andrew schneider investigates

February 27, 2008

Another shot at finally banning asbestos

On Thursday, a House committee is going to try to introduce a law to ban the manufacture, import or use of a substance that has killed hundreds of thousands going back to the Roman Empire. A rational person might think that it would just breeze through Congress to the cheers of all. Recent history says that is not so.

Sen. Patty Murray deserves a medal, for endurance if nothing else, because she and her staff battled for almost six years to get the votes and industry okay to pass a ban on all asbestos in the U.S. like most of the rest of the grownup countries.

In the fall, it finally happened. The full senate passed Murray’s bill and those government physicians and toxicologists and civilian public health experts who worked so long and hard to help Murray, led the cheering. But the joy was short lived.

Sen. Patty Murray

When the same witnesses who testified for Murray read the actual language in the Senate-passed bill they found it wasn’t a complete ban. To get Republican support and to appease industry lobbyists, staff lawyers and investigators for Murray and co-sponsor Barbara Boxer snipped, slashed and watered down the strong, protective language of the original bill. As passed, the legislation now permits the existence, use and sale of material containing levels of asbestos that has filled graveyards with miners and consumers of asbestos-contaminated talc, taconite, vermiculite and other products including imported toys and play clay.

The proposed House ban bill being introduced tomorrow by the Subcommittee on Environment and Hazardous Materials is said to address many of the shortcomings in the Senate legislation.The committee language, if adopted, will institute several important changes that will protect workers and consumers alike.

It will prohibit the mining and sale of asbestos-tainted vermiculite, talc and taconite. The taconite industry in Minnesota and Michigan was attempting to sell the heavily contaminated waste material remaining after the taconite iron ore was removed for use in highway and other major constructions jobs. This, even though the union halls in the small towns along the “Iron Range” are filled with men shackled to oxygen tanks and reminders of other miners who died of asbestos-related disease.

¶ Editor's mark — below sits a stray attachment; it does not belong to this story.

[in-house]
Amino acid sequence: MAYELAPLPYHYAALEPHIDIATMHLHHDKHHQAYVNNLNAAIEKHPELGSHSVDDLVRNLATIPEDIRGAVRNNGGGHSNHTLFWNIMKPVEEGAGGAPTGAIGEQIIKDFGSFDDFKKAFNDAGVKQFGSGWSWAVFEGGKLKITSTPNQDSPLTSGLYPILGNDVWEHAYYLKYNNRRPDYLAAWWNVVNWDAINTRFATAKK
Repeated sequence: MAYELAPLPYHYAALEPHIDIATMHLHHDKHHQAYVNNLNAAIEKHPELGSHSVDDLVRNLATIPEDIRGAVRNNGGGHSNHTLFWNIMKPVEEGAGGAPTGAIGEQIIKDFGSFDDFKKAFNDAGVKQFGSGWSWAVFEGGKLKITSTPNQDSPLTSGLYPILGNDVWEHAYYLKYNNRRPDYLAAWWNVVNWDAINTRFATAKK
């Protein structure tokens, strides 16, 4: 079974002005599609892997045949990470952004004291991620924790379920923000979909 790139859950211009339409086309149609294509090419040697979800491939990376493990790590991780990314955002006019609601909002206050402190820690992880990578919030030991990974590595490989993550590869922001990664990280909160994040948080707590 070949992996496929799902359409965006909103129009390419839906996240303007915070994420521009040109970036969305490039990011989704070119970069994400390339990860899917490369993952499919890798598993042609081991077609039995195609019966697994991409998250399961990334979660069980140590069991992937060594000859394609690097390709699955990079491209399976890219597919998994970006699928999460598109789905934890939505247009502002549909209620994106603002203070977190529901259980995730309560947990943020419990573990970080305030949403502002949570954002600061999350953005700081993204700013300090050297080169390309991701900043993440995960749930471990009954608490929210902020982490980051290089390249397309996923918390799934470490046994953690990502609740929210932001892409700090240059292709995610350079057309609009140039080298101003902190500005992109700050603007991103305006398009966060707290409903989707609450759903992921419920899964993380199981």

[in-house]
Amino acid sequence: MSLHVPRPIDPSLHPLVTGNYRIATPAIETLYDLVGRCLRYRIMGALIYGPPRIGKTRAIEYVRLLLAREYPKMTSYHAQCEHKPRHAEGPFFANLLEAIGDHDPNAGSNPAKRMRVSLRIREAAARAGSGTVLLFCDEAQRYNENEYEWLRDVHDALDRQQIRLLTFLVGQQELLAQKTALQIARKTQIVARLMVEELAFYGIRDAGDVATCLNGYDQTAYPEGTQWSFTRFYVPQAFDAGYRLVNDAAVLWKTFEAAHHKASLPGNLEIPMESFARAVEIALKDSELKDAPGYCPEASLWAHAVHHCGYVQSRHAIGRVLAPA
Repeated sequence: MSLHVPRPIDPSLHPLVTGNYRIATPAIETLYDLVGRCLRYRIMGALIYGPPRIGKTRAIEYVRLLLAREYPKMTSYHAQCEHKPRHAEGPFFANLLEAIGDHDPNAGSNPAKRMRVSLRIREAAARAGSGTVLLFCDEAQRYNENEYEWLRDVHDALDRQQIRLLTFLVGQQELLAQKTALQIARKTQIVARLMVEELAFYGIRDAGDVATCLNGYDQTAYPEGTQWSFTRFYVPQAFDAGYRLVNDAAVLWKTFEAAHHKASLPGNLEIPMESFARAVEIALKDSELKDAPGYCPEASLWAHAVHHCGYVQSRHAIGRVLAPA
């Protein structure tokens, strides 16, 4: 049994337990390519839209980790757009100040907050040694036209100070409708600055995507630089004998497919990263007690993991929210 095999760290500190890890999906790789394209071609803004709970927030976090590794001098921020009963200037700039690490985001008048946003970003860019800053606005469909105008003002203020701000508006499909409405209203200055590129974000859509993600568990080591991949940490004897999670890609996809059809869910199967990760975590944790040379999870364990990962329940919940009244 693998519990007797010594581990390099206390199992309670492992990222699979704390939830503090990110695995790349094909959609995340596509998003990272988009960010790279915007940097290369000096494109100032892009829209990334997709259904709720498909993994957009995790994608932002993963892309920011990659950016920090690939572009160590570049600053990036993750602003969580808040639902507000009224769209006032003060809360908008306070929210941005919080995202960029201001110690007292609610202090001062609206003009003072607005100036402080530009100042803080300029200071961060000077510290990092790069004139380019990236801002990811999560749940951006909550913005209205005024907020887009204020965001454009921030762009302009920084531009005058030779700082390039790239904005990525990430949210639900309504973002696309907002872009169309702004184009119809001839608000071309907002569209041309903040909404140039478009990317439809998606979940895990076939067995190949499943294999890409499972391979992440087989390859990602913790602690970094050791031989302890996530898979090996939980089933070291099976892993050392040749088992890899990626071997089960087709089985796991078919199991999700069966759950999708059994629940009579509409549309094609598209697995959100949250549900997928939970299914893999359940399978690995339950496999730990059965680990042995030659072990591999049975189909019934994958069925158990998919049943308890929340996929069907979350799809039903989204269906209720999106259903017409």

George Biekkola is one of the many Taconite miners who died from asbestosis along the Iron Range. Photo by Paul Kitagaki Jr.

If passed, the House version will also demand tougher scrutiny of the nation’s few remaining vermiculite and talc mines, which public health experts say have been free from enforcement efforts for too long. In their desire to get the ban in operation as quickly as possible the House language also frees the EPA from spending years and endless, laborious hearings developing rules and regulations to enforce the ban. Congress will make it law and committee members say this will save years in getting the lethal asbestos fibers off the market.

People in EPA headquarters told the P-I this morning that the agency strongly favors the House version, but EPA’s comments are still being reviewed by the White House Office of Management and Budget. Some in the agency say they fear the EPA comments will be watered down to favor industry as the OMB has done is often n the past.

House members say that lobbyists from industry, the trial lawyers and asbestos research groups have been parading through offices of the committee members pushing to have their interests – which are often financial – protected. As late as Monday, some Senate staffers were still telling reporters that Energy and Commerce Chairman John Dingell was going to bow to pressure from the auto industry to permit the use of asbestos in cars and trucks. But the bill prohibits all uses of new asbestos. The language does permit the sale of used cars which may still have asbestos-containing brakes, but bans all future import, manufacturer or use of these brakes. There also are no restrictions on the sale of homes and businesses containing asbestos or Zonolite insulation.

It will be months before the House proposal will come up for a vote, and it also must go to a conference committee to see how it will meld with what the Senate passed. It is still a long road, with many obstacles, but it appears that the effort to actually ban asbestos in America is back on track.


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